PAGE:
The Centers for Disease Control and Prevention says outbreaks of the H1N1 flu (swine flu) among children attending U.S. summer camps foreshadow a surge in cases this fall as students return to school. "This is just a harbinger of what we will see in the fall," Dr. Richard Besser, who led the U.S. response to the virus outbreak last spring. He tells Reuters News that the outbreaks in summer camps have been in the hundreds. Dr. Besser predicts soaring numbers of H1N1 cases compared to those seen in April when the first U.S. cases were diagnosed in California and urges health officials to plan now for the possibility of crowded hospitals, swamped emergency rooms and overwhelmed clinics.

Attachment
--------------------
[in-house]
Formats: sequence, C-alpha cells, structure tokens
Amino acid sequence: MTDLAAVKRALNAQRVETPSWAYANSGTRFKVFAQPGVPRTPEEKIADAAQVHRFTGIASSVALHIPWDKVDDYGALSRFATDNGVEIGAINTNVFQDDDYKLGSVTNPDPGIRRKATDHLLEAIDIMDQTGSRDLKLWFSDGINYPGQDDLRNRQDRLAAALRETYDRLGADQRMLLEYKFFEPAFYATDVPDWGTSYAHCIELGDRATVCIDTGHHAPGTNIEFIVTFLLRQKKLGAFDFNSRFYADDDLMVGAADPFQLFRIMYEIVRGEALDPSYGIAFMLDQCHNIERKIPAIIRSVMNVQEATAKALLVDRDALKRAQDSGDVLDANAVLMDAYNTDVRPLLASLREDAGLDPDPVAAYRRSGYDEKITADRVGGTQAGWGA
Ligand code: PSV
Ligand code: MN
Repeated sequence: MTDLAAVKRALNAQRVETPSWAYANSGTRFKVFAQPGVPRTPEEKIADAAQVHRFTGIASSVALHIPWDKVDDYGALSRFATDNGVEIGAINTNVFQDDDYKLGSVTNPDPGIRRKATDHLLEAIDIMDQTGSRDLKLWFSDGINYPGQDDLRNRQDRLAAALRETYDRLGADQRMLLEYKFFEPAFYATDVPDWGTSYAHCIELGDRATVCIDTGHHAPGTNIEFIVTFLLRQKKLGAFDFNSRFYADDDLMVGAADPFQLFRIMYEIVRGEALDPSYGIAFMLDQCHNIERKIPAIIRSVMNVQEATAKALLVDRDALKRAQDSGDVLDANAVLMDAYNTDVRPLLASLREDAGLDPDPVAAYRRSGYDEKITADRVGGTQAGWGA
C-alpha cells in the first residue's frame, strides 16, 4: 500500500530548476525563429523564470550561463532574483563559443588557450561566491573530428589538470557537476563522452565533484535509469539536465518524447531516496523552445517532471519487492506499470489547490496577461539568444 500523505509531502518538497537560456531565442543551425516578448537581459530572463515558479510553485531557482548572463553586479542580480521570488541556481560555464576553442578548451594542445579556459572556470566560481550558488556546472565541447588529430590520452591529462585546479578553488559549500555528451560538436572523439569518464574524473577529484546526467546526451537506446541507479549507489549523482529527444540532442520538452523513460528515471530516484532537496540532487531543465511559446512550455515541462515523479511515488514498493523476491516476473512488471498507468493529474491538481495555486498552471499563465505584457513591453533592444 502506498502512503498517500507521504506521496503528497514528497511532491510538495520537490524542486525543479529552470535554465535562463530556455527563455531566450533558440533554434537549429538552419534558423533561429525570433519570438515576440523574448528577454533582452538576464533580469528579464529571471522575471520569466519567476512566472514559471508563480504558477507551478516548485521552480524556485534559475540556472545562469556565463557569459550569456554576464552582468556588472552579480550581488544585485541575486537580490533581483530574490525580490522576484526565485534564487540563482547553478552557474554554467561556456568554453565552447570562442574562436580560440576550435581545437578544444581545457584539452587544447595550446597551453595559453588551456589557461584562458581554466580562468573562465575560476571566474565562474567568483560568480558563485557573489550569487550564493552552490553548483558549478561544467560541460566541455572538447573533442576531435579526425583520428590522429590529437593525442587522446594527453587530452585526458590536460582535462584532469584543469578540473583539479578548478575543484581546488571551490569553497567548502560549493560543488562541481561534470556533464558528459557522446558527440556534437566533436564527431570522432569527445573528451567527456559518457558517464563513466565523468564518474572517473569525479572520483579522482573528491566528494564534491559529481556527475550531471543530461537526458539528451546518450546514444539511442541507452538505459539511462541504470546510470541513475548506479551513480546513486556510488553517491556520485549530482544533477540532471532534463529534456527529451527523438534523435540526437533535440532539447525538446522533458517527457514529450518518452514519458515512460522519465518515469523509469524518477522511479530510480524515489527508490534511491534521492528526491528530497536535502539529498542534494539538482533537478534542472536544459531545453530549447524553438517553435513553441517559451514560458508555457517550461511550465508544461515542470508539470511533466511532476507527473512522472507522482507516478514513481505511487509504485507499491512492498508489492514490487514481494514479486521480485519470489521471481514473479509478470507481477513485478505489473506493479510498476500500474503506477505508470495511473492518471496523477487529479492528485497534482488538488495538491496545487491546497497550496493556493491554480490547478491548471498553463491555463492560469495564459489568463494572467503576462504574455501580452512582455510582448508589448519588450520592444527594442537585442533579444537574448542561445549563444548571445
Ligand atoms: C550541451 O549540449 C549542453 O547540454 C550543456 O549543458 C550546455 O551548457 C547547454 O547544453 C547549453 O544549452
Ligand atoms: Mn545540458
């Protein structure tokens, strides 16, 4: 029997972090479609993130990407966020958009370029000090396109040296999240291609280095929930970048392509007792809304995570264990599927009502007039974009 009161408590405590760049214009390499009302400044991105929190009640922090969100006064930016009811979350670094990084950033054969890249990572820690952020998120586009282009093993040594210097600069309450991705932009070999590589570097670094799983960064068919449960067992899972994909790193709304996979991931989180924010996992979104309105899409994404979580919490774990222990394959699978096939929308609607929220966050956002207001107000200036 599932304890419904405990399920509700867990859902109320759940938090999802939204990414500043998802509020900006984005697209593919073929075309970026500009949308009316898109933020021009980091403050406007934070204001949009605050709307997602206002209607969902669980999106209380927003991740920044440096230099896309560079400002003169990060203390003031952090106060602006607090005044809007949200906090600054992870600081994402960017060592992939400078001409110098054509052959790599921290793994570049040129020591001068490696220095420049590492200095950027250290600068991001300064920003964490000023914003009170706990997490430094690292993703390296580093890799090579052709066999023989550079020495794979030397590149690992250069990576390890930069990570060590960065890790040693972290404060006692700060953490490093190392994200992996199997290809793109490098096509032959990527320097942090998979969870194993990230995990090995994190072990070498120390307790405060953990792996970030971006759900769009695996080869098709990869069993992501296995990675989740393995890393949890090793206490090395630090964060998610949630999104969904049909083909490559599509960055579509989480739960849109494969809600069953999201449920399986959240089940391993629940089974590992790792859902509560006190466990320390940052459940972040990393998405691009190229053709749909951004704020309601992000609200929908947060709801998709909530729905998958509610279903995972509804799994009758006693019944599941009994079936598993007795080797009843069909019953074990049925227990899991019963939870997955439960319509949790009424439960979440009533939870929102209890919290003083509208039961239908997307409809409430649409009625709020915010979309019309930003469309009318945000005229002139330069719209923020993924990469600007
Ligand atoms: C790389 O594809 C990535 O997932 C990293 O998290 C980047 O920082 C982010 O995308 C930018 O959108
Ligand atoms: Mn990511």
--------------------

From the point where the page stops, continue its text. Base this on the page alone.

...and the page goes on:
"The magnitude of the event in the fall will be much greater (than what was experienced last spring)," Besser said. H1N1 swine flu is now so widespread that the World Health Organization (WHO) has stopped counting individual cases. So far H1N1 is characterized by mild symptoms in most patients who go on to recover without treatment within a week. The median age of sufferers has been 14 to 17 years old, although the age is increasing slightly as the number of cases increases, according to the WHO, suggesting the virus is spreading from schools into the wider community. More Information: Centers for Disease Control and Prevention